Authors Note: This is the 14th entry in a 23 part series – my reactions to each item on the post 23 Things Every Woman Should Stop Doing. Please join the conversation.
Okay – let’s have a contest. Let’s see who is the busiest of us all. Let’s see who can “win” at this “extra-effort” game. Don’t know what that is? Let me help.
Consider this post first:
19. Not taking advantage of your vacation days. More Americans than ever are forgoing their (already meager) paid vacation days — despite the fact that we know that people who take time off are more likely to be healthy, happy and productive workers. We swear, no one will die if you turn off your cell phone and head to the mountains for a long weekend.
I think you see where I’m about to go.
Why on earth do we get into these spaces where we think if we work longer, harder and more intensely, we’ll be happier and healthier? Why do we sit around and, in one breath, complain about how exhausted we are, and in the next breath brag about how we put in a string of 15 hour days and were “so productive”. Why is it – when EVERY SINGLE STUDY done on multitasking shows that it is not effective – do we continue to say we can relax on a beach and write a policy manual all at the same time with maximum efficiency?
Why do we continue to lie to ourselves?
Perhaps it’s the impostor syndrome rearing it’s ugly head, and convincing us that we have to work harder or we’ll be found out as a fraud. Perhaps it’s a “keeping up with the Jones’” situation in which we believe that, if we don’t work as long or as hard as others, we’ll get left behind. Or maybe it’s a misguiding belief that if we work super-hard and put in extra-long hours, someone will come (as Sheryl Sandburg says) and “put a crown on our head”, “call us a good girl”, and give us that promotion we’ve been wanting for so long.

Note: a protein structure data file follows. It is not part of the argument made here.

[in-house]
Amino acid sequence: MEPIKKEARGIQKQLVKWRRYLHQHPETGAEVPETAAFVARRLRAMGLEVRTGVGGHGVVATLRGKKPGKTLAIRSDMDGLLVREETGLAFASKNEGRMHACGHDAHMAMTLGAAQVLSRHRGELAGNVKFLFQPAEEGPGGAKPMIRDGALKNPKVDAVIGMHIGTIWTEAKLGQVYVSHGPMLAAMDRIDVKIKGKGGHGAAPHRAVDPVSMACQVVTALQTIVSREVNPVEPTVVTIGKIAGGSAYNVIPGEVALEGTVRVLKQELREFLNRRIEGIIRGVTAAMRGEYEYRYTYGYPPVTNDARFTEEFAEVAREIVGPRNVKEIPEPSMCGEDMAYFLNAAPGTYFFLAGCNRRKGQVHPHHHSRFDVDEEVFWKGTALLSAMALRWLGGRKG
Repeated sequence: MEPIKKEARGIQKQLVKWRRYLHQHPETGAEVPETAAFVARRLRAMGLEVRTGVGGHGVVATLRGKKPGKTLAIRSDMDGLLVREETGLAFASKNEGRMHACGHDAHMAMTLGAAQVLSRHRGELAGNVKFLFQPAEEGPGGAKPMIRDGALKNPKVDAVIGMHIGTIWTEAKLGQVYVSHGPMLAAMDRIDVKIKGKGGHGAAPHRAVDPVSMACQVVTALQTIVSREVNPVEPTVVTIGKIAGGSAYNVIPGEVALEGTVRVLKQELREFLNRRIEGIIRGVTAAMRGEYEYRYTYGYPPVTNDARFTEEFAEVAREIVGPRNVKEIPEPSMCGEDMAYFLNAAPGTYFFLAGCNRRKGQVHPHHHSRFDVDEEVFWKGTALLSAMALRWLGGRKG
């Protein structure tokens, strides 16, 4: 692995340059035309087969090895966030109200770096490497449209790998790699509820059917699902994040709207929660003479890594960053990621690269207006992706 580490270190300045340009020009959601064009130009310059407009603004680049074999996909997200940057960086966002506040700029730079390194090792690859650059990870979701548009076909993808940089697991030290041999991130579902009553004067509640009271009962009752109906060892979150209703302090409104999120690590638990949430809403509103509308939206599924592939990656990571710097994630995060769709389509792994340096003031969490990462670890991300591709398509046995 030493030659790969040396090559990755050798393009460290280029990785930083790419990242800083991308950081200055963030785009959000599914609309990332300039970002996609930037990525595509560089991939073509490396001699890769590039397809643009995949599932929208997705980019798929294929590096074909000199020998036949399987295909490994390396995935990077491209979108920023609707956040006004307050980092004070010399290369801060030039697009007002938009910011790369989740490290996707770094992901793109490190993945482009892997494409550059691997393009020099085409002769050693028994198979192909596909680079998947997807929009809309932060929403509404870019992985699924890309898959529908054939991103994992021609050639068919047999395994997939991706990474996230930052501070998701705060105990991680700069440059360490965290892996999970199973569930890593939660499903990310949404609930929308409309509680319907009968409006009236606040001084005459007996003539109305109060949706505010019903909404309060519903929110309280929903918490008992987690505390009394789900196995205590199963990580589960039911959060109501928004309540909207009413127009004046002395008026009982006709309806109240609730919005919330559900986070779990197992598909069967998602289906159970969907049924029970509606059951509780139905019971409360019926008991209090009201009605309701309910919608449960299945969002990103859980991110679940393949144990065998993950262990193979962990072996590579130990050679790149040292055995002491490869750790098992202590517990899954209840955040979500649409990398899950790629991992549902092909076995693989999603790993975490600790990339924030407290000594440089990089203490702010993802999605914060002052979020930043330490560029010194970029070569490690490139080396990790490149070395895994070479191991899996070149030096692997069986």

Well – and pardon my colorful Texas language – but that’s bullshit.
Look, I’m no stranger to endangering my own health by not taking time for me. About five years ago, I suffered a series of anxiety attacks over several weeks time. I had no idea what it was, so when I finally found myself in an emergency room and the doctor asked me, “Do you want a Valium?” it was both terrifying and shocking. And it was a wake-up call.
While frightening, this experience made me realize that I needed to fix things and fix them fast. I had to take time and assess my own wellbeing, and when I did, I quickly realized that burning the candle at both ends was absolutely NOTHING to be proud of. I held two, full-time job titles, was teaching a masters-level course, and continued to take on additional community and work projects. I finally realized that I had put everything else ahead of my own health – and I was slowly killing myself – quite literally.
I started by letting things go, eliminating multitasking as much as my activator-brain would let me (it’s gotten better as time has moved on) and made a commitment to put my health first. I quite literally had to in order to save my own life. It was one of the hardest, yet most beneficial things I have every done for myself – and for those around me.
I implore you to not let your own health and wellbeing falter. Start small. Take a vacation day. Take one a month if you can. Plan for a long time away from the office – an actual WEEK or even TWO WEEKS away (I know – don’t pass out – it’s okay). Trust me – after you get over the sheer panic of turning off your cell phone and divesting from social media (that one’s tough, for sure), you will find that you are able to finally relax. Once you relax, you can finally begin to reconnect with what is vital and important to you. True vacations – and I mean real ones, not simply being out of the office at a conference – are good for your soul and your health.